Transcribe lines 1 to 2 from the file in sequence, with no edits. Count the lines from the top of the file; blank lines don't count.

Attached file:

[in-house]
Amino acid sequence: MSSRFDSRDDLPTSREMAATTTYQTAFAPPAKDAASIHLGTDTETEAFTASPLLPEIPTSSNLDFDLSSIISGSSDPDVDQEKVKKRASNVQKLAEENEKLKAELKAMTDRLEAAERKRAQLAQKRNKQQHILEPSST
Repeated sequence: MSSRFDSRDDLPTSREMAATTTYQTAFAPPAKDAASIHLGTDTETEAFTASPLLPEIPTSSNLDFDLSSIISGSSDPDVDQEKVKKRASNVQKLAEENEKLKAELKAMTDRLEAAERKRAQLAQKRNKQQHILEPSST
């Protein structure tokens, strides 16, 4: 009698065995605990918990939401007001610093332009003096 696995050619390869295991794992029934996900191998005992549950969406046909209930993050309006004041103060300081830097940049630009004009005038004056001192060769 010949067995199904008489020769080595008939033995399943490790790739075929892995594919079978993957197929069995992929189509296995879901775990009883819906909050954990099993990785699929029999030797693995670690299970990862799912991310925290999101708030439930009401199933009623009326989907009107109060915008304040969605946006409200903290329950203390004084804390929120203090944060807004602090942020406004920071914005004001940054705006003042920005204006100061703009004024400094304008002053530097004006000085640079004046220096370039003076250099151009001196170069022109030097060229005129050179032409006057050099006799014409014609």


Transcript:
[in-house]
Amino acid sequence: MSSRFDSRDDLPTSREMAATTTYQTAFAPPAKDAASIHLGTDTETEAFTASPLLPEIPTSSNLDFDLSSIISGSSDPDVDQEKVKKRASNVQKLAEENEKLKAELKAMTDRLEAAERKRAQLAQKRNKQQHILEPSST